7th Jul 2018
Berenice Abbott arrived in New York in 1929, leaving her career as a portrait photographer in Paris. She found New York in the midst of its second great building boom, but only months after her return the stock market crashed and the United States began to spiral into the Great Depression. The urban sprawl of New York caught hold of Abbott’s imagination and she devoted herself to capturing the “fantastic” contrasts of the rapidly changing city. She wanted to create “an American art” and was inspired by Mathew Brady’s Civil War photographs and their evocation of a moment of American history. She was, however, also aware of the tendency in American art to document progress. Rather than glorifying the technological advancement of the city through the depiction of skyscrapers and monumental construction projects, Abbott sought to expose the extreme contrasts of the city and the tensions that had evolved. She wanted to show the nineteenth and twentieth centuries colliding in a dizzying interplay of cultures.
In February 1935 Abbott applied to New York City’s Emergency Relief Bureau for funding for a project which would became known as Changing New York. In her proposal she said that “to photograph New York City means to seek to catch in the sensitive and delicate photographic emulsion the spirit of the metropolis, while remaining true to its essential fact, its hurrying tempo, its congested streets, the past jostling the future.” In September the Federal Arts Project (FAP) replaced the agency and Abbott’s application was accepted. Forming part of the Works Progress Administration, the FAP was instigated to provide nancial relief for artists and by 1936 it employed 5,000 artists.Abbott was the only photographer on the programme assigned her own staff. She conceptualised the project as a photographic ‘portrait’ of the city and worked with the same fastidious documentary precision as her contemporaries Walker Evans and Dorothea Lange, also employed under the auspices of the New Deal administration.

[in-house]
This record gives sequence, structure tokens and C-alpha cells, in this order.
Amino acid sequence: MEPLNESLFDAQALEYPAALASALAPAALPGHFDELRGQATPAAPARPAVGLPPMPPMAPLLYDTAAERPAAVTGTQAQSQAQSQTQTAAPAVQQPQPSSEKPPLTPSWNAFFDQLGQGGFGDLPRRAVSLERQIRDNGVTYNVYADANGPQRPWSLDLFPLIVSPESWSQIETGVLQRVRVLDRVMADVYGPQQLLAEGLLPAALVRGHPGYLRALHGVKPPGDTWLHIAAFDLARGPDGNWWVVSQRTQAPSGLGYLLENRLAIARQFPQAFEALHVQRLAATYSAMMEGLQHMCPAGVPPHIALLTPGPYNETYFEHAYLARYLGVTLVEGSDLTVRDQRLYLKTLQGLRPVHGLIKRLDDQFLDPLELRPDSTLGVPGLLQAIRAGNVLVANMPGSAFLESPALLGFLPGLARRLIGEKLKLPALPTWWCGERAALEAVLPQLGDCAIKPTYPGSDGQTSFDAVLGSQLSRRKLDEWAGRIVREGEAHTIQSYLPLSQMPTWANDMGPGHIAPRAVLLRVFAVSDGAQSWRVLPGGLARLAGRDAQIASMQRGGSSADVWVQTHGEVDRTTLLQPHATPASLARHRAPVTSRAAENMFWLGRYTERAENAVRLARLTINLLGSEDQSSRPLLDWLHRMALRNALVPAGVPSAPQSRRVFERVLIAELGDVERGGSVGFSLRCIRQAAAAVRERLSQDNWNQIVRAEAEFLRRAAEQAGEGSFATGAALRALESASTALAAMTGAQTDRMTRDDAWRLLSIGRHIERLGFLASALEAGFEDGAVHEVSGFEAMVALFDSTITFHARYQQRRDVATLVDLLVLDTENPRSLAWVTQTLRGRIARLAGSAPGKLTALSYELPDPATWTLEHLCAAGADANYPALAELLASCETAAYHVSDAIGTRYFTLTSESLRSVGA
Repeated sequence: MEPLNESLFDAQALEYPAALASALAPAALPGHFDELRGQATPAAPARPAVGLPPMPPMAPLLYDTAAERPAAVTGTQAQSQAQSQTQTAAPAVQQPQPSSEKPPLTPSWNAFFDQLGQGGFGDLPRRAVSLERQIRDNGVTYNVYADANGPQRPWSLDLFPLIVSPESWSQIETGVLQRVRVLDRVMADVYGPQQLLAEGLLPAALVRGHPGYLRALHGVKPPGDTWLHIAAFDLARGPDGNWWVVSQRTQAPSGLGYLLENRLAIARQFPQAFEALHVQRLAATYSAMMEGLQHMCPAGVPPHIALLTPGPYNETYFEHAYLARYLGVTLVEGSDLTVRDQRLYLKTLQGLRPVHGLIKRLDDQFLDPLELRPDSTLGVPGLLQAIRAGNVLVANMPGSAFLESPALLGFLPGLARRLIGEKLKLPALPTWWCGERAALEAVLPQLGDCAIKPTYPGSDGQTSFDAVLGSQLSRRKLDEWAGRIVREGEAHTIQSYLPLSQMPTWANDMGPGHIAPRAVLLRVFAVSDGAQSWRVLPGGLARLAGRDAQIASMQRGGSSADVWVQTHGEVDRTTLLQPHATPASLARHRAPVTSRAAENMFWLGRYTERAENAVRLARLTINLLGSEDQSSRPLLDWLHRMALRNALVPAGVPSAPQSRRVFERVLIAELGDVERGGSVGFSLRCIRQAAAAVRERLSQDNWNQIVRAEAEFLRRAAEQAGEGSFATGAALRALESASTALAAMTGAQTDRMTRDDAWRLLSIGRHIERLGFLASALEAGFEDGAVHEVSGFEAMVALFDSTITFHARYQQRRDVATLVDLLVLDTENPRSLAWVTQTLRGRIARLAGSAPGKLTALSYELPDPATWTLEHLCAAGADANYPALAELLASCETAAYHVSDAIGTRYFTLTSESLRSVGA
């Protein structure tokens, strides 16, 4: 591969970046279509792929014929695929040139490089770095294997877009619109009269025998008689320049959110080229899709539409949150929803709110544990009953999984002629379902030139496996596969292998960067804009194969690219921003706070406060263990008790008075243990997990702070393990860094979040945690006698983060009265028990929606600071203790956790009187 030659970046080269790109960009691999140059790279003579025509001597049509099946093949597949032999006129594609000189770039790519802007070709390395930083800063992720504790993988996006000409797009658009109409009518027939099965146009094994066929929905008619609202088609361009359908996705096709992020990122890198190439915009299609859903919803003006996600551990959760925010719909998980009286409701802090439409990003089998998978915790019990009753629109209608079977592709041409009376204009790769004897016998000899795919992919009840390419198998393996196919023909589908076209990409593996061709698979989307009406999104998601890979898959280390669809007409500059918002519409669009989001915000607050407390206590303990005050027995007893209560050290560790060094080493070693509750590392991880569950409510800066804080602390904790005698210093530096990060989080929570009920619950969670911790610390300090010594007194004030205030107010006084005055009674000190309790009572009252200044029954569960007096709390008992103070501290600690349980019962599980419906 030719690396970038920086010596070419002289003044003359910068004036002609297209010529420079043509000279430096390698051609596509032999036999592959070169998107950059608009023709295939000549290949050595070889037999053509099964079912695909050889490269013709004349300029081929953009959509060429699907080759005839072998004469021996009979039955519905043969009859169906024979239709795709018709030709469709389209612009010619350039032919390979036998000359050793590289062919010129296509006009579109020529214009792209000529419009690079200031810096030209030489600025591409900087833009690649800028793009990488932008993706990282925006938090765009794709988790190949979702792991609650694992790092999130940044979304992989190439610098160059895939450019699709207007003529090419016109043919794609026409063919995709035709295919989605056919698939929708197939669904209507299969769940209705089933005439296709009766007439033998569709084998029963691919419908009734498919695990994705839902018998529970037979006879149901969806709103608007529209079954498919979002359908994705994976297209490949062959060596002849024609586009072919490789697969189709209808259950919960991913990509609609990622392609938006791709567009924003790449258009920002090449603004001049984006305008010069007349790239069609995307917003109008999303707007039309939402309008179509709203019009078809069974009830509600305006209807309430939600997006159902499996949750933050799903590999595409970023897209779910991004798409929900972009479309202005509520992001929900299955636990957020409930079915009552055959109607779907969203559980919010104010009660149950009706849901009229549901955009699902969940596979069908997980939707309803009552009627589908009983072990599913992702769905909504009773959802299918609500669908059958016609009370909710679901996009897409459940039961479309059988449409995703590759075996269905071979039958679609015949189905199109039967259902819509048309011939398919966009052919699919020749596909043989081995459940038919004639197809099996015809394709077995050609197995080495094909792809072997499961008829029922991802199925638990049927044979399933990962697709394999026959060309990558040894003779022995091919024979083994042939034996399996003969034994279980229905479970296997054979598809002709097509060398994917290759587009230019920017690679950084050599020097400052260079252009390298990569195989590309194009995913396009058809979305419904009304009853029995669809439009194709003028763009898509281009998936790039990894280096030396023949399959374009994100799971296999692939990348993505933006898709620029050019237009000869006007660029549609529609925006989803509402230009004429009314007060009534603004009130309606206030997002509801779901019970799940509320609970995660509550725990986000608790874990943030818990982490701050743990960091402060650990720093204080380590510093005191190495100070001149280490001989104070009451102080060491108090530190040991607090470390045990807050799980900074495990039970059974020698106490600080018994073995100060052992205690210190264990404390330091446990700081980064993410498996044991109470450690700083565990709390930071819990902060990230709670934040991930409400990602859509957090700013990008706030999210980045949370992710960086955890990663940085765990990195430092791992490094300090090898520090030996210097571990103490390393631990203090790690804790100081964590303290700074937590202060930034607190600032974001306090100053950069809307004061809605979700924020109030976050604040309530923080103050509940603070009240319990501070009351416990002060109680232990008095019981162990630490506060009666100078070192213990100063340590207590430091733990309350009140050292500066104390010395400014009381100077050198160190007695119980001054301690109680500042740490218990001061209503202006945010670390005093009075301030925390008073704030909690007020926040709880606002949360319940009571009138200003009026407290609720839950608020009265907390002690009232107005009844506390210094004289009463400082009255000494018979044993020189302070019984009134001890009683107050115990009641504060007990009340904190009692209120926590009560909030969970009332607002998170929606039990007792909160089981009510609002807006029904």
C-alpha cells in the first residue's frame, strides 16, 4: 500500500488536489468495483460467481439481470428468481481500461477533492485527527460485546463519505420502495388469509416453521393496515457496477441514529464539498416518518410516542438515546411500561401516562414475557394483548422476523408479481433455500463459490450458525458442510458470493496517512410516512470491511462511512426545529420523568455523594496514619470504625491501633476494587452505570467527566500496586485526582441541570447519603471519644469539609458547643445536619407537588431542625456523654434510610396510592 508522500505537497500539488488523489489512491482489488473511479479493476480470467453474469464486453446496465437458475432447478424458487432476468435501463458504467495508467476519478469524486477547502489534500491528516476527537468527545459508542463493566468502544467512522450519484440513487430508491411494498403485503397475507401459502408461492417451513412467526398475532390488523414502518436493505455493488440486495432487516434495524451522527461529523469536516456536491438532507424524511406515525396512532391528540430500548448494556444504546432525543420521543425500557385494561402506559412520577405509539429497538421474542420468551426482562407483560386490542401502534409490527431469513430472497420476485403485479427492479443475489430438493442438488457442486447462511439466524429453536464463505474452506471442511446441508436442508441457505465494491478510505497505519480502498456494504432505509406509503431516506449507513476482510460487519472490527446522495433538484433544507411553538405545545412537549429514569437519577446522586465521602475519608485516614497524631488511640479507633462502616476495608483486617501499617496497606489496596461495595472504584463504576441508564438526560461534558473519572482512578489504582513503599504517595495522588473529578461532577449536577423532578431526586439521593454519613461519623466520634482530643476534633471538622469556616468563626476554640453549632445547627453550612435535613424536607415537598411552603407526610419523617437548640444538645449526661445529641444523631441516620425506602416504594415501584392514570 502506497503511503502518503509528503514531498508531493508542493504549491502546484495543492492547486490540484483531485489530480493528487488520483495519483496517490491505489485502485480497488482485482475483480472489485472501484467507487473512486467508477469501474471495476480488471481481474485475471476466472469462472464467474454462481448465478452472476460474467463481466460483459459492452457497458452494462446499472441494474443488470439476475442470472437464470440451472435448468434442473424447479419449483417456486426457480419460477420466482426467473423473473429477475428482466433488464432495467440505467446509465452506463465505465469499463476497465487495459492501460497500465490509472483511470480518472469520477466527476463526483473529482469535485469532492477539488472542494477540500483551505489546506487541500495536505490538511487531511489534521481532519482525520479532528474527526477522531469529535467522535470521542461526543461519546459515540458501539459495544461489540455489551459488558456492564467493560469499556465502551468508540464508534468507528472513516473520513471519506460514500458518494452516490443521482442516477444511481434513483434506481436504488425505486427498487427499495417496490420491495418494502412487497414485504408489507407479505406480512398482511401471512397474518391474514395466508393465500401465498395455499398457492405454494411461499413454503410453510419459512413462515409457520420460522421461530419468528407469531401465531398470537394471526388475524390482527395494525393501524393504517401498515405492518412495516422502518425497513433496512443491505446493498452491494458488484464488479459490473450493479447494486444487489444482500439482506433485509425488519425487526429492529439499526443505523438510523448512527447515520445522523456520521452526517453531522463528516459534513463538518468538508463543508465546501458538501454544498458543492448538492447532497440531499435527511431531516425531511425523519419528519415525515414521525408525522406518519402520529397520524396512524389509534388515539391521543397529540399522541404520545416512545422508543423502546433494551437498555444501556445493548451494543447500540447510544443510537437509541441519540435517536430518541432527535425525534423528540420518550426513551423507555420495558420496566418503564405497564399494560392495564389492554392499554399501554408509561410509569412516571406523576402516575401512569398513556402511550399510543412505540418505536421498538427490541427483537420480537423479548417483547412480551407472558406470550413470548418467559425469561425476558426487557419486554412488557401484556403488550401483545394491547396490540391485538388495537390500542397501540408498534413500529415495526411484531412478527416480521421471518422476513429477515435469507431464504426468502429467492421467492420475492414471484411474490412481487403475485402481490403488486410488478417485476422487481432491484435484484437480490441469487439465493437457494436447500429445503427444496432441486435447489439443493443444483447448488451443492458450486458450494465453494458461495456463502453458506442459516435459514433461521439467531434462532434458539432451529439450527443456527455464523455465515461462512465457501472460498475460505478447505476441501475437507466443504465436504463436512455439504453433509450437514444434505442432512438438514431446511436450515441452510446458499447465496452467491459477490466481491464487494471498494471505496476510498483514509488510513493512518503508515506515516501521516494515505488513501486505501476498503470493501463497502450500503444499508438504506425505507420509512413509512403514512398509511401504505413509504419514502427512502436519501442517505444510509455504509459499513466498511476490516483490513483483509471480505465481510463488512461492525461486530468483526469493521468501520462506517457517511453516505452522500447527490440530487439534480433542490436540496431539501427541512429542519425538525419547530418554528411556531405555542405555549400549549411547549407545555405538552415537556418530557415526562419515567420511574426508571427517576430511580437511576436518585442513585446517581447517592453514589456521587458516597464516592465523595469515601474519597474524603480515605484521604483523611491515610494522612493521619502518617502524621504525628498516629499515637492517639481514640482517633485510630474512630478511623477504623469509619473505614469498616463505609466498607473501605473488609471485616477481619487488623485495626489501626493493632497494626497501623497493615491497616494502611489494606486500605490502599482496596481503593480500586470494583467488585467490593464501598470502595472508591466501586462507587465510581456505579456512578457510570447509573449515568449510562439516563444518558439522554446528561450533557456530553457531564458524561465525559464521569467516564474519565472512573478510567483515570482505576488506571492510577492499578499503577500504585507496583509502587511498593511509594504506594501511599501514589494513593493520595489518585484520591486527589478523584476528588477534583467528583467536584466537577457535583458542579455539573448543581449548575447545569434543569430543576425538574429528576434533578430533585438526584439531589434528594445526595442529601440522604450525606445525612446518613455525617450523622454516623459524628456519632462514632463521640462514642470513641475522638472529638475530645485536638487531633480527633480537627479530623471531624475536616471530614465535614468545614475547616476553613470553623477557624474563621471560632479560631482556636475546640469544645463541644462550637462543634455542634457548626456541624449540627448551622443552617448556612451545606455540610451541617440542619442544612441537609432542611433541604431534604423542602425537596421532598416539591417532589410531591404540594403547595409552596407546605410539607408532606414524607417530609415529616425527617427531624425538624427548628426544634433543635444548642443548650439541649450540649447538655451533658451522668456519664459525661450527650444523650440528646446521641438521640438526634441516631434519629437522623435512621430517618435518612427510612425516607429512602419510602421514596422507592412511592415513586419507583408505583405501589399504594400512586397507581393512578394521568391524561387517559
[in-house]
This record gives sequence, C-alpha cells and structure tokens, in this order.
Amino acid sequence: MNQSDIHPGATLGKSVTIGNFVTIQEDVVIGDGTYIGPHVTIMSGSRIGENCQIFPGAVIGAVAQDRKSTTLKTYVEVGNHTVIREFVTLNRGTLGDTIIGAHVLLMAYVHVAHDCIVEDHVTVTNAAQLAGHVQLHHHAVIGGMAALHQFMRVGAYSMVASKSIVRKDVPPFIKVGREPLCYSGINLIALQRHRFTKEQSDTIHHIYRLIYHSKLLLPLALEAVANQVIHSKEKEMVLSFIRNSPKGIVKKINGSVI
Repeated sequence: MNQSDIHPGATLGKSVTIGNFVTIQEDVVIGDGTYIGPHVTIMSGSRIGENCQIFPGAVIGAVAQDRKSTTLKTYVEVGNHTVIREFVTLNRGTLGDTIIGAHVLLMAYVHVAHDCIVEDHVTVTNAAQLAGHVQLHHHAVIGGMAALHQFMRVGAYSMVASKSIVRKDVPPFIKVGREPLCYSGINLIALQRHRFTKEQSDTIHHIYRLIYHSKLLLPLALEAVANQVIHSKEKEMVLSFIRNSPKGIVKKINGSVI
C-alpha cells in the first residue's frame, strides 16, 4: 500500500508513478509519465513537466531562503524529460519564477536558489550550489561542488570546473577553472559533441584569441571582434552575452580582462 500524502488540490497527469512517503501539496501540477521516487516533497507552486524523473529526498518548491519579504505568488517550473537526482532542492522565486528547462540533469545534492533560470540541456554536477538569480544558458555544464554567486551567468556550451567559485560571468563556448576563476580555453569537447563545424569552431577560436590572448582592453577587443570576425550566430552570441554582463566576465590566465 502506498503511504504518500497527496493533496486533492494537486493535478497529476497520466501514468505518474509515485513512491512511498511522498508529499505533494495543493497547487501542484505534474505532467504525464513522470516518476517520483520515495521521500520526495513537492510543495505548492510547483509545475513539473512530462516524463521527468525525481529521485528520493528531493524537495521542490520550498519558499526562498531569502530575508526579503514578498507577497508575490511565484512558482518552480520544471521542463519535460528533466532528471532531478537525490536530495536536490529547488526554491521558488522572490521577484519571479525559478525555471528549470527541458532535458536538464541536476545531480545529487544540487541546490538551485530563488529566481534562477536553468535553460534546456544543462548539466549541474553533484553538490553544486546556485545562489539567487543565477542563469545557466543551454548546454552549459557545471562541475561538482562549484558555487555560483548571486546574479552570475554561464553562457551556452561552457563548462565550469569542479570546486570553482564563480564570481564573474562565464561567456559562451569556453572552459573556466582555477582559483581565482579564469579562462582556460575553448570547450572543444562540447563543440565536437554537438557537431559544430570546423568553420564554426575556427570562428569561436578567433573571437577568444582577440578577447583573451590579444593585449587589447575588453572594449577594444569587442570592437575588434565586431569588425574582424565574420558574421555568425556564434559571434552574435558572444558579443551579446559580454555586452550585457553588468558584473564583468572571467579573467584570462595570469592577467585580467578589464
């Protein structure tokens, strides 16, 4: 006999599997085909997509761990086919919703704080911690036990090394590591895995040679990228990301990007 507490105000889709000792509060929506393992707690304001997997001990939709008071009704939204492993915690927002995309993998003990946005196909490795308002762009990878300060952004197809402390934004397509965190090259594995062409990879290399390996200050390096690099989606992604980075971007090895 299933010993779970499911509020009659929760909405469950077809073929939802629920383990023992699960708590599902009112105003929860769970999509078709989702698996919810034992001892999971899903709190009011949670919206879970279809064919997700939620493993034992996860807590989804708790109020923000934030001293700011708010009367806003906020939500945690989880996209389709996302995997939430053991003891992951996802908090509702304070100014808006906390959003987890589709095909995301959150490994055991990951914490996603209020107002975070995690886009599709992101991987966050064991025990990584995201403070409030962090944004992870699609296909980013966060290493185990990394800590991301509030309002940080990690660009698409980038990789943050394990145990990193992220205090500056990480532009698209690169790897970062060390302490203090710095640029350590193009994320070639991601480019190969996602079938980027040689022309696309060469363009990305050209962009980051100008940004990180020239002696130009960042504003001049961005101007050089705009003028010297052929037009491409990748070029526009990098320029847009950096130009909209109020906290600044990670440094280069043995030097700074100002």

The historic significance and artistic merit of Abbott’s New York photographs from the 1930s has made them the work for which she is best remembered. Night View, New York has become an iconic image of the city. Taken from a window on one of the top floors of the Empire State Building, Abbott wanted to capture the city in darkness before the office lights were turned off. Using an exposure time of fifteen minutes on her large format camera, the photograph captures the frenetic energy of the city in a formalist study of the geometric shapes created by the Manhattan skyscrapers. The image shows the influence of the formalism of the f/64 group, headed up by Edward Weston, Ansel Adams and Imogen Cunningham, and their meticulous compositional arrangements.